North Bristol Tory MP Charlotte Leslie said: “My initial reaction is that we need to be thinking long term. Penalising businesses is one of the last options we should be looking at.
“If government money is available then it’s better Bristol has it than doesn’t, but we need to think big.
“I will be very concerned if we jeopardise small local businesses in Bristol for the sake of one single scheme.
“Unless we get to grips with the big infrastructure changes we will be looking at tiny transport initiatives from now until kingdom come.”
Conservative group leader on the city council Peter Abraham added: “We will oppose this tax on the motorist in every way we can.
“It will be counter productive and it shows that the bendy bus scheme, that we already have serious doubts about, has not been thought out properly.
“We are concerned the £1 a day charge will not be enough and will have to go up.
“Businesses have started coming back to Bristol but this will push them out again.”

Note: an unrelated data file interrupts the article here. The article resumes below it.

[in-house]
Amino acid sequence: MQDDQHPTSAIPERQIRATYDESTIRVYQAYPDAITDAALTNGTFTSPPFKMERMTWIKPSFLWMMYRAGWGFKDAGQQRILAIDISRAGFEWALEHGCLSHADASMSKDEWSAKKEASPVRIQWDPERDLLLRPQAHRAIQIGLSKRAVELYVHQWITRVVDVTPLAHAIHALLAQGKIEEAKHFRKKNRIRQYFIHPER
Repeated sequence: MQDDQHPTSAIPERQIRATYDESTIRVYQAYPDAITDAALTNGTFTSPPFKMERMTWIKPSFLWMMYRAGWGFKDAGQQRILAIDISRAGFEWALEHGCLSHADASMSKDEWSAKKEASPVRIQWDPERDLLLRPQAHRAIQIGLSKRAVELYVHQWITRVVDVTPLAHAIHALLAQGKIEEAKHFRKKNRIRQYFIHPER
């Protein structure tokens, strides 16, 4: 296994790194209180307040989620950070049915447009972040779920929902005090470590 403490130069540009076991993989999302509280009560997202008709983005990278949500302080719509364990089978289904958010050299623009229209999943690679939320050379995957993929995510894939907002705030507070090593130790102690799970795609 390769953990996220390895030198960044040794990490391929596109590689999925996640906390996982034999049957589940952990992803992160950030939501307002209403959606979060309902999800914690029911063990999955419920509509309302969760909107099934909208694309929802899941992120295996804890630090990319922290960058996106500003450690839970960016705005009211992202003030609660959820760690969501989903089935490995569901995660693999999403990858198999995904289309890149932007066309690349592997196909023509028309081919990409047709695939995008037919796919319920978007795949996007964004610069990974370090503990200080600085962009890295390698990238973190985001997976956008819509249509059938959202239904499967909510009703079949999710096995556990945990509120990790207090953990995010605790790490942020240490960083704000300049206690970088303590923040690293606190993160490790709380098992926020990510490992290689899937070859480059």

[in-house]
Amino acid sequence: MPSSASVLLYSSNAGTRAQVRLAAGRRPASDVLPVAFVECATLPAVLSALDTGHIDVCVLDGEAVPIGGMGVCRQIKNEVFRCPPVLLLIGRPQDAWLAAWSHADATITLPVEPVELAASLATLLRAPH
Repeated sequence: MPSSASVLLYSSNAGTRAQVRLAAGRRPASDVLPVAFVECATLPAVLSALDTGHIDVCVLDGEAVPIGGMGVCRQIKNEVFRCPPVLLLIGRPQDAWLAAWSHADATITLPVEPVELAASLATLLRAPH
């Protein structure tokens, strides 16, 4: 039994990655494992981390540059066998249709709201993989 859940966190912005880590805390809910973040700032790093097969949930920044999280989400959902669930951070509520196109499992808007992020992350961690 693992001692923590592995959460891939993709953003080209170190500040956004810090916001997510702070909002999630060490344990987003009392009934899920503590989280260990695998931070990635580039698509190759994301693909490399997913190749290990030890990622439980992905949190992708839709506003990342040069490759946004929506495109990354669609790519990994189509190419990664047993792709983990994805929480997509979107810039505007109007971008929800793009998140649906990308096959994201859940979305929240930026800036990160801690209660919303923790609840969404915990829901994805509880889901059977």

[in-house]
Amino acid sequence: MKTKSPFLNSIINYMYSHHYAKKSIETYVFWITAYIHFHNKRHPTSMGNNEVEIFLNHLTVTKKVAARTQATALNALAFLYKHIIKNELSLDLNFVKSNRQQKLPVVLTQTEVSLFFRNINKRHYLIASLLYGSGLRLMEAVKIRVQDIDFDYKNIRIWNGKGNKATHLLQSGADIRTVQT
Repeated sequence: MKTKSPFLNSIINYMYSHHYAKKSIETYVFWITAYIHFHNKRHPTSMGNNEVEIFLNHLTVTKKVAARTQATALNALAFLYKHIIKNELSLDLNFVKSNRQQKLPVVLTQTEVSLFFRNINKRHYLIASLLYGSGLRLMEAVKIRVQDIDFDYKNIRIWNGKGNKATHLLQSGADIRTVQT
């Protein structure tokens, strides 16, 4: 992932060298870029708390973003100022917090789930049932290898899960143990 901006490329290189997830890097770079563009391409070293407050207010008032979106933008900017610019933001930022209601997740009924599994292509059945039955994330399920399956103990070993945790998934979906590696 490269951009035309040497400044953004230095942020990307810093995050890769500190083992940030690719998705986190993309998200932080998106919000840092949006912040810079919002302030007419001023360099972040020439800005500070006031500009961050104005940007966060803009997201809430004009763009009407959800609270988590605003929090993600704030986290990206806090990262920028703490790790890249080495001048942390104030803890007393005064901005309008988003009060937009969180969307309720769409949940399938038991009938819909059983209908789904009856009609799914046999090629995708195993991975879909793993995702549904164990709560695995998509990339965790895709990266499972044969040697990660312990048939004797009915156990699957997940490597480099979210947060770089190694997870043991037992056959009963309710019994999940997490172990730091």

Bristol East MP Kerry McCarthy said: “If you’re looking at a choice between the workplace levy and an increase in business rates I think the levy would be better.
Bristol’s Labour leader Peter
Hammond said: “You’re asking people who are contributing to the congestion problem rather than
hitting all businesses across the board. We have got to tackle public transport and it is a fairer solution.
“Labour councillors believe that the ever expanding gap between what the Tory-led government is willing to fund in terms of major transport improvements and the level of contribution expected from Bristol is worrying.
“The fragile local economy and job creation should be our priorities, as must the impact of any new parking levy on lower paid workers and those working unsociable hours.
“The crude introduction of a workplace parking levy or supplementary business rate, if ill-thought through, could harm our chances of recovery, impact on jobs and weaken the competitiveness of Bristol.
“If the Government is serious about helping our communities and businesses sort out our transport problems then it should properly resource potential solutions.
“Equally the council should recognise that agreeing a proposal with a £42 million funding gap to be filled
by a hastily devised ‘fix’ supported by very few may not enjoy either the confidence of Government or Bristol itself.”